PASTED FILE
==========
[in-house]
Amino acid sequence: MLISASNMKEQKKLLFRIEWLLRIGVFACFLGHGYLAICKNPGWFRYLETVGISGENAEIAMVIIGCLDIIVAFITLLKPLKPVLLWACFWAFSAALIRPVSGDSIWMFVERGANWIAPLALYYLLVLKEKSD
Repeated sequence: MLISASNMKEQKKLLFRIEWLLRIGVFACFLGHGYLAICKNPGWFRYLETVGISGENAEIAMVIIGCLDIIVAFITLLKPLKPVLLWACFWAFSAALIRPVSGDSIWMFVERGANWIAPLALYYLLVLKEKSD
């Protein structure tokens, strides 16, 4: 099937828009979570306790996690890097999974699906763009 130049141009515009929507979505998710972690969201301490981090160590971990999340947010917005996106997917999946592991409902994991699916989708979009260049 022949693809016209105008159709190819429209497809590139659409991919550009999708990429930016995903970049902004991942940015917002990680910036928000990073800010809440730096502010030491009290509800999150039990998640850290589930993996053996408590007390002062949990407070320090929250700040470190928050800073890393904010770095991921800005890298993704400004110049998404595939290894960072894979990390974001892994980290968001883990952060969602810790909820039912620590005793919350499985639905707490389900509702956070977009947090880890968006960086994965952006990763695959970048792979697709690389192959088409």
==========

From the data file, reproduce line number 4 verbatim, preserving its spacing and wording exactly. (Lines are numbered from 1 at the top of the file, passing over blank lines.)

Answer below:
């Protein structure tokens, strides 16, 4: 099937828009979570306790996690890097999974699906763009 130049141009515009929507979505998710972690969201301490981090160590971990999340947010917005996106997917999946592991409902994991699916989708979009260049 022949693809016209105008159709190819429209497809590139659409991919550009999708990429930016995903970049902004991942940015917002990680910036928000990073800010809440730096502010030491009290509800999150039990998640850290589930993996053996408590007390002062949990407070320090929250700040470190928050800073890393904010770095991921800005890298993704400004110049998404595939290894960072894979990390974001892994980290968001883990952060969602810790909820039912620590005793919350499985639905707490389900509702956070977009947090880890968006960086994965952006990763695959970048792979697709690389192959088409």